A 203(k) loan is an Federal Housing Administration loan that is available to buyers who are looking to buy older or damaged homes and make repairs to them; it is backed by the government. This type of loan is sometimes chosen when buyers need to find financing for a home that is considered uninhabitable.
The 203(k) mortgage is available in both regular and streamlined versions. The regular version is geared toward properties that are in need of structural repairs, such as new floor or roof, while the streamlined version is for nonstructural repairs, such as buying new appliances or other remodeling projects. Some of the types of repairs and additions that this type of loan covers includes plumbing, bathroom remodel, kitchen remodel, patios, decks, new siding or new heating, ventilation and air conditioning systems. It will not cover improvements like the addition of a pool or a tennis court, which are considered luxury improvements.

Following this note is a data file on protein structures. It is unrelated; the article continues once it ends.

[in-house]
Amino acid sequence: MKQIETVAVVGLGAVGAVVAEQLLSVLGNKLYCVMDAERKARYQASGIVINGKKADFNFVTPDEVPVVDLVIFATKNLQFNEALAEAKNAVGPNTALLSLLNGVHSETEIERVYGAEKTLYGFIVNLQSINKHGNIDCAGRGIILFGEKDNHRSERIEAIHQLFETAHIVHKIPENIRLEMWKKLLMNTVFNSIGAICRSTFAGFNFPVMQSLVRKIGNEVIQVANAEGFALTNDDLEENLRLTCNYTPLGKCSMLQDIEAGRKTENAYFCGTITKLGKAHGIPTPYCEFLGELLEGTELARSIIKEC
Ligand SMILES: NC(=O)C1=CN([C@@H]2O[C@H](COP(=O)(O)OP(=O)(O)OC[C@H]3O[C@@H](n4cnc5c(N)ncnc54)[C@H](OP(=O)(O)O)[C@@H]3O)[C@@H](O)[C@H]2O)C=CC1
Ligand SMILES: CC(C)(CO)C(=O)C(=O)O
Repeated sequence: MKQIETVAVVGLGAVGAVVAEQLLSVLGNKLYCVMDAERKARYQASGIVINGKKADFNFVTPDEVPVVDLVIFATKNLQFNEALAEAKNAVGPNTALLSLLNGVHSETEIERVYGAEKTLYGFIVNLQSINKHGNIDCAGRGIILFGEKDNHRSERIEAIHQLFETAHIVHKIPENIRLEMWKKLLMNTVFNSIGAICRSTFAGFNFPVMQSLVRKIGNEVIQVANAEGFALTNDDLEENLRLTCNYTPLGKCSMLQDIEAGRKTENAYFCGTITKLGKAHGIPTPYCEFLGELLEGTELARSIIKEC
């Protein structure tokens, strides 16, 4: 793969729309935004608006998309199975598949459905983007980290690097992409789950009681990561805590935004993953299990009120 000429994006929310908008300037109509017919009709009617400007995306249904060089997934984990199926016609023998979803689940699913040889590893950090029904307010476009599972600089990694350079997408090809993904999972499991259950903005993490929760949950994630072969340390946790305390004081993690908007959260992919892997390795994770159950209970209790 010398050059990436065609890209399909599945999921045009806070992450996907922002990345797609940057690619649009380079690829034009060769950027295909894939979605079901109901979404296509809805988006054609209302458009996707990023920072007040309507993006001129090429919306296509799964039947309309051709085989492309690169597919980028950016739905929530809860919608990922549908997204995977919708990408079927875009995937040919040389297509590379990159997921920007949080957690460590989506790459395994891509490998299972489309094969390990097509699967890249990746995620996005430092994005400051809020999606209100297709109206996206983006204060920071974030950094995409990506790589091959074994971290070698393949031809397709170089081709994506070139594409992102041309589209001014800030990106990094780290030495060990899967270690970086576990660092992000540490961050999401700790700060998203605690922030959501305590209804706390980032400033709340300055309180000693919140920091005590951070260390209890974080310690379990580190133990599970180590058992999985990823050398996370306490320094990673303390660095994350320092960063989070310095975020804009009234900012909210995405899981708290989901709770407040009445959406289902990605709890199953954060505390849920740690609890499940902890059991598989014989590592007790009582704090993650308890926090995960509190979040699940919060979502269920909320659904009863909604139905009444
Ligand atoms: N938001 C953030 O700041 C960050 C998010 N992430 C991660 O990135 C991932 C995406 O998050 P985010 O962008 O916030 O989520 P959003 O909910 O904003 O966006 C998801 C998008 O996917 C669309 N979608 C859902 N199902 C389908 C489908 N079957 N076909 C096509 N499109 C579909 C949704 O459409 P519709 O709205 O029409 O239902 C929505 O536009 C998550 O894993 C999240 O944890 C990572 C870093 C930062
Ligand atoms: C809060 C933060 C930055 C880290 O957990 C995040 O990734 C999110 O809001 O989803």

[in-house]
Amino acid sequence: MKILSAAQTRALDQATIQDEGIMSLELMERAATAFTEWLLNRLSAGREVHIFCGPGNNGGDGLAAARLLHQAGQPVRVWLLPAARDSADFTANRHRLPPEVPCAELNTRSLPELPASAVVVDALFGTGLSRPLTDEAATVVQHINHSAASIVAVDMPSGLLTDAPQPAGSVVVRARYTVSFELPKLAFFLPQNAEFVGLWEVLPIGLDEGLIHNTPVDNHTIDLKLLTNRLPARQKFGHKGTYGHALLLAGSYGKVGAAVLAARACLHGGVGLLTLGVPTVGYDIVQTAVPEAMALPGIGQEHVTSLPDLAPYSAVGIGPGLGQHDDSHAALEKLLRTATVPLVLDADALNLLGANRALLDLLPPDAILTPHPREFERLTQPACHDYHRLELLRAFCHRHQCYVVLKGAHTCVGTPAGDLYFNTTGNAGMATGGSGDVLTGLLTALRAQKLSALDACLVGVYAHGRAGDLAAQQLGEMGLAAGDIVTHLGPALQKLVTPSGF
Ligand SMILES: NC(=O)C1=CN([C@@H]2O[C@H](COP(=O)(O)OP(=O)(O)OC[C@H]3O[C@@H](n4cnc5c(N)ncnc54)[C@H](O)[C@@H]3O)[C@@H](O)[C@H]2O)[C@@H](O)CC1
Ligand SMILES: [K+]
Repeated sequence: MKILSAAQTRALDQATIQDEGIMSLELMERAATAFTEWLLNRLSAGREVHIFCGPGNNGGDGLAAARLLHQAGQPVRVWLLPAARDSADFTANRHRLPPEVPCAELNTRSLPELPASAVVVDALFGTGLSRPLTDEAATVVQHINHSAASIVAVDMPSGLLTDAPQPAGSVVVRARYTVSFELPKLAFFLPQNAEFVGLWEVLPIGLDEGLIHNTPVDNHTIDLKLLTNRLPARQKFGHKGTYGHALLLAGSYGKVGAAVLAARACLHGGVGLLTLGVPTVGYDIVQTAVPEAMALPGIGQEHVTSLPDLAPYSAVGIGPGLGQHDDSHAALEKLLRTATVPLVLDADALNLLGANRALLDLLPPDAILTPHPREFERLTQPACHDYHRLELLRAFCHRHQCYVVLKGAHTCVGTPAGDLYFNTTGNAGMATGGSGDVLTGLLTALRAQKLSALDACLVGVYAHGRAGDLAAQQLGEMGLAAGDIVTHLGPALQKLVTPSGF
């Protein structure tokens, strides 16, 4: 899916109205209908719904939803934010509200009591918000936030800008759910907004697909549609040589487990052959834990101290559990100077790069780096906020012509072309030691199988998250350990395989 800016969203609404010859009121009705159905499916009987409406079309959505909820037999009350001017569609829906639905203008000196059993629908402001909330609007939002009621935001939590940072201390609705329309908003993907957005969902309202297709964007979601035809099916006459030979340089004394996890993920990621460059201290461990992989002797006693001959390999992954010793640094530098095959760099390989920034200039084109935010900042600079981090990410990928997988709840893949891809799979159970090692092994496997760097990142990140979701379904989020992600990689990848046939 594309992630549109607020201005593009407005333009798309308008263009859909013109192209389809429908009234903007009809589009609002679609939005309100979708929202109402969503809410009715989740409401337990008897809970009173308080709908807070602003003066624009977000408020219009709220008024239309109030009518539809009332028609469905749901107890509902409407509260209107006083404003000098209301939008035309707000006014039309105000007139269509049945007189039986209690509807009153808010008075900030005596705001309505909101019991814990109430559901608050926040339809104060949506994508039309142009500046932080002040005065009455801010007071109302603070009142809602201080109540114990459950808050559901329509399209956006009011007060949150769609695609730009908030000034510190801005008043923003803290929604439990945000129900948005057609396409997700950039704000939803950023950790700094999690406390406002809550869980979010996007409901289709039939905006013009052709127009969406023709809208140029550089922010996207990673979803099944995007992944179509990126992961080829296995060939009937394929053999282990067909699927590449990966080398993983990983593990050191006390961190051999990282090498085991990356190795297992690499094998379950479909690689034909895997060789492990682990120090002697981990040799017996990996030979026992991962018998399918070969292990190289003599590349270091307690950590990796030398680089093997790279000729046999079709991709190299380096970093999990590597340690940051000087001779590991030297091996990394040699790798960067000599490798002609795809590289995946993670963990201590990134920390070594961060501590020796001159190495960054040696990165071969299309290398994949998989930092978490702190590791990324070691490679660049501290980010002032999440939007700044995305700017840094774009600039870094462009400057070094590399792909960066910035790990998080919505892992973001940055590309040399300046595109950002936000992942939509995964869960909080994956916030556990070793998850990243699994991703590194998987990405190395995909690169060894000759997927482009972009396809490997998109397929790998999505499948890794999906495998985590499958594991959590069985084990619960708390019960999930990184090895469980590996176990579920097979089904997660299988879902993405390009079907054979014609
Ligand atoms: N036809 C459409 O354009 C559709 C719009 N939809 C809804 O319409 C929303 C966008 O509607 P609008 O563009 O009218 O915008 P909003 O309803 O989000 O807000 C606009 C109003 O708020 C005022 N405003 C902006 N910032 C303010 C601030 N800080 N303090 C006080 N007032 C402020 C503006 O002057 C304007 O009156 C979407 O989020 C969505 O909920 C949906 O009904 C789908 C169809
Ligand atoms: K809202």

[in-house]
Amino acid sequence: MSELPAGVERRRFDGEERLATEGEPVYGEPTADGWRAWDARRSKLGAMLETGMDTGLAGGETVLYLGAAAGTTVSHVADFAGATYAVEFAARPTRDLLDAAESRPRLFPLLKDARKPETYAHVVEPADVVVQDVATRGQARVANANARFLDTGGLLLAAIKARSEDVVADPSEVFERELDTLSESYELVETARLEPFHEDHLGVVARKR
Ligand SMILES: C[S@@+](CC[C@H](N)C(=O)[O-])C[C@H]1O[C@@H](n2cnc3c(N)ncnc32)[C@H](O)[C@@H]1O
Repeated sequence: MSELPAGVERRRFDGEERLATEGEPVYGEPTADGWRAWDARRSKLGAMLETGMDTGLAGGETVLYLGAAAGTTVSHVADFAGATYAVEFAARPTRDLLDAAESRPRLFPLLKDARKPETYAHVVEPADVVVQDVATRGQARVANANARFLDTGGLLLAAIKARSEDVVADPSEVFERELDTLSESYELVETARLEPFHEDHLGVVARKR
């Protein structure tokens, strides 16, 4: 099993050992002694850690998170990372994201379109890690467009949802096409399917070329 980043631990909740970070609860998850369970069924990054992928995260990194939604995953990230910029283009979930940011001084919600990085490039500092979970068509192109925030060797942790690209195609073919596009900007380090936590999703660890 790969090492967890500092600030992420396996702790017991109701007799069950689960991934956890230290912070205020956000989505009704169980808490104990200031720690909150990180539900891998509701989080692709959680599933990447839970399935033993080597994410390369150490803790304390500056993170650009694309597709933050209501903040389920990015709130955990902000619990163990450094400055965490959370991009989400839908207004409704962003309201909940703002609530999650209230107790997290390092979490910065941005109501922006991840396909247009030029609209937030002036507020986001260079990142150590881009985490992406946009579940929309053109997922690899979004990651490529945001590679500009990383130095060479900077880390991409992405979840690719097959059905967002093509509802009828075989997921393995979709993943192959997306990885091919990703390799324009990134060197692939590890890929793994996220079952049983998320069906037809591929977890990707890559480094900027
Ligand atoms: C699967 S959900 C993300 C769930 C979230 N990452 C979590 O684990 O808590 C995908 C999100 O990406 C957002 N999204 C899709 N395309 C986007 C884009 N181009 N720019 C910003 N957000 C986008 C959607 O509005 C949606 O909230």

For regular loans under the 203(k) program, borrowers can borrow the as-is assessed value of the home plus the cost of repairs, or they can borrow 110 percent of the estimated value of the home after the repairs are completed. If a streamlined loan is chosen, then the loan will generally be approved for the purchase price plus up to $35,000 for repair work.